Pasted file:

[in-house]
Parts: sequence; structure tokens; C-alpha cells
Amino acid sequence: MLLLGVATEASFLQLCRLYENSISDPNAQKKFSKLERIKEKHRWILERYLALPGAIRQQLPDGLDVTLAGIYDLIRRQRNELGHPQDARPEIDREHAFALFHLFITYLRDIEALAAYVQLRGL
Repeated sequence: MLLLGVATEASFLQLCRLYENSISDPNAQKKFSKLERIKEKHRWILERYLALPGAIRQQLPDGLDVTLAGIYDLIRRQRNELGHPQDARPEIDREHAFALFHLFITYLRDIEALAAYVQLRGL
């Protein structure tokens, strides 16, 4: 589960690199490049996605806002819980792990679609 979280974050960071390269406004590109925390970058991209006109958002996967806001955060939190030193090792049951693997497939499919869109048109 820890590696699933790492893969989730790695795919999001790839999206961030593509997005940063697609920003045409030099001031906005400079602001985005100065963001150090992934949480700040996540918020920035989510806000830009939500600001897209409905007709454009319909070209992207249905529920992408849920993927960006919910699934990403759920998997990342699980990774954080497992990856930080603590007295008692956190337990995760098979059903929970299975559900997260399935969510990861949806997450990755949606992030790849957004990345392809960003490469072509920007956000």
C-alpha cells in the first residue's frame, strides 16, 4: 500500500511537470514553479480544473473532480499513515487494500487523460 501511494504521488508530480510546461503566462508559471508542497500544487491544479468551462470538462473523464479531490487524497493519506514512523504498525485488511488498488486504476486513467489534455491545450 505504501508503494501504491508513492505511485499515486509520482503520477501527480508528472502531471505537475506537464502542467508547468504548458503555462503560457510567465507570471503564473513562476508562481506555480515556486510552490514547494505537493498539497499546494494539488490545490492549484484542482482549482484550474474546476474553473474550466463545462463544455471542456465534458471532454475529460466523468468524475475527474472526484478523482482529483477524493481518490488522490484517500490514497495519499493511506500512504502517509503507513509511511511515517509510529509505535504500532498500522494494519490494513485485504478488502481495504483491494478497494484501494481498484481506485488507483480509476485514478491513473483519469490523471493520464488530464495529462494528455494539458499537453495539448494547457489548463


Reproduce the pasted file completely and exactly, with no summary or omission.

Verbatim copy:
[in-house]
Parts: sequence; structure tokens; C-alpha cells
Amino acid sequence: MLLLGVATEASFLQLCRLYENSISDPNAQKKFSKLERIKEKHRWILERYLALPGAIRQQLPDGLDVTLAGIYDLIRRQRNELGHPQDARPEIDREHAFALFHLFITYLRDIEALAAYVQLRGL
Repeated sequence: MLLLGVATEASFLQLCRLYENSISDPNAQKKFSKLERIKEKHRWILERYLALPGAIRQQLPDGLDVTLAGIYDLIRRQRNELGHPQDARPEIDREHAFALFHLFITYLRDIEALAAYVQLRGL
């Protein structure tokens, strides 16, 4: 589960690199490049996605806002819980792990679609 979280974050960071390269406004590109925390970058991209006109958002996967806001955060939190030193090792049951693997497939499919869109048109 820890590696699933790492893969989730790695795919999001790839999206961030593509997005940063697609920003045409030099001031906005400079602001985005100065963001150090992934949480700040996540918020920035989510806000830009939500600001897209409905007709454009319909070209992207249905529920992408849920993927960006919910699934990403759920998997990342699980990774954080497992990856930080603590007295008692956190337990995760098979059903929970299975559900997260399935969510990861949806997450990755949606992030790849957004990345392809960003490469072509920007956000």
C-alpha cells in the first residue's frame, strides 16, 4: 500500500511537470514553479480544473473532480499513515487494500487523460 501511494504521488508530480510546461503566462508559471508542497500544487491544479468551462470538462473523464479531490487524497493519506514512523504498525485488511488498488486504476486513467489534455491545450 505504501508503494501504491508513492505511485499515486509520482503520477501527480508528472502531471505537475506537464502542467508547468504548458503555462503560457510567465507570471503564473513562476508562481506555480515556486510552490514547494505537493498539497499546494494539488490545490492549484484542482482549482484550474474546476474553473474550466463545462463544455471542456465534458471532454475529460466523468468524475475527474472526484478523482482529483477524493481518490488522490484517500490514497495519499493511506500512504502517509503507513509511511511515517509510529509505535504500532498500522494494519490494513485485504478488502481495504483491494478497494484501494481498484481506485488507483480509476485514478491513473483519469490523471493520464488530464495529462494528455494539458499537453495539448494547457489548463